And according to each of these reactions I can respond; I can say to the Lord, ‘Thank you! You have touched in me a cord that has begun to sing and which will never stop singing in me’. Or say, ‘How terrible! You speak, my God, and I have nothing to say to it except shrug my shoulders.’ Or else, ‘How terrible! I say no, no to you in your words and in the revelation of you heart, and mind and action’. If we respond that way to the words or to the image which is presented us, we will always be able to elicit from within ourselves something which is a prayer; o, a sigh, a groan, a tear, or words of shame or of gratitude, of joy, of sorrow. It may not be a long discourse, but who needs a long discourse? When we speak to a friend in exhilaration, or in shame, or in misery, or in happiness — it is not the length of what we say that counts, it is the truth that sounds in our hearts and in our words.
And again, another thing; I have spoken a moment ago of looking at Christ as He reveals Himself in the Gospel. First of all it is important for us to read attentively and not to allow ourselves to say, within our minds, and hearts, ‘O, I have already read that, I know the story!’ — it’s not the story, it’s the Person; again and again we can be amazed at what happens: at the man and the God that stands before us. And if we are attentive, if we look deeply into this Person that reveals Himself both in words and in action, we may learn a great deal about praying.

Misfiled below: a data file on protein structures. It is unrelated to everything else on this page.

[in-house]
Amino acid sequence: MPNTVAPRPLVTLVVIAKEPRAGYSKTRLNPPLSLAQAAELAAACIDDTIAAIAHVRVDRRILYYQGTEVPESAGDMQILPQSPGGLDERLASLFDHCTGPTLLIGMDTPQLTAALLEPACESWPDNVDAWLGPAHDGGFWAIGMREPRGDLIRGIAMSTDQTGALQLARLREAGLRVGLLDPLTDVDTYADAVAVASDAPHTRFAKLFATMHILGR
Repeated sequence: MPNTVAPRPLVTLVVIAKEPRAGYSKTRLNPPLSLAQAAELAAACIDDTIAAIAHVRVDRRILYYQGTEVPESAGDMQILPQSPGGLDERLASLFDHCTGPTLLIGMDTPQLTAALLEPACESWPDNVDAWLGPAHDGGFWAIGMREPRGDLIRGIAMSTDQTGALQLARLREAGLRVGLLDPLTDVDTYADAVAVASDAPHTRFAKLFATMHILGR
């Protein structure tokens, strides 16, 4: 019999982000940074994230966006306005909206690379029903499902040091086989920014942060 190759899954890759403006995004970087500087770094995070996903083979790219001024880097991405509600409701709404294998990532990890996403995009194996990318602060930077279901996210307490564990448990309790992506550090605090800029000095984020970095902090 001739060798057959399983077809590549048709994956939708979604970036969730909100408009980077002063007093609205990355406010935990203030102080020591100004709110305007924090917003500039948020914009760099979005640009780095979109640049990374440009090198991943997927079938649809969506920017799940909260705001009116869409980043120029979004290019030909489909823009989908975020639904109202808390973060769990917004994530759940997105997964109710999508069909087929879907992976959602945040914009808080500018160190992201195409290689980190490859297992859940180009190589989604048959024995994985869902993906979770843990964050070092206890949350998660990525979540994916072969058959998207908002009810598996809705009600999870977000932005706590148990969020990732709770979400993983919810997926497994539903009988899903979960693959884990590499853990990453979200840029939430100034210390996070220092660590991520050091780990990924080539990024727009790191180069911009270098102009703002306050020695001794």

I don’t know whether many of you have read a short story by Nathanael Hawthorn. I can’t remember the name of the story, but the story runs more or less like this: High in the Andes, on the banks of a deep pond stood a little village; and opposite on the other side of the pond, from time immemorial someone have carved the face of their God; a face that was of extreme beauty, a face that had greatness and serenity, love and strength. And there was a legend in this village that one day their God would come and live in their midst. Centuries passed, nothing happened. The villagers worshipped this God of stone, but He remained stone and statue and distant and dead. But one day a child was born in this village who, while he was still a small little boy, was captured by the beauty of the face carved in the rock. He crawled to the brink of the abyss and looked, and looked. Then he became bigger and walked to it; then he became a youth, and spent hours looking into it. And as he looked at this face and took in all its beauty, its greatness, its nobility, the serenity that poured out of it, the strength that filled this serenity, his own face gradually began to change. And one day the villagers looked at him passing along in the only street of the village and saw that all the expression that they have so loved in the carving of their God was on the face of this young man and that the miracle had happened: their God was in their midst.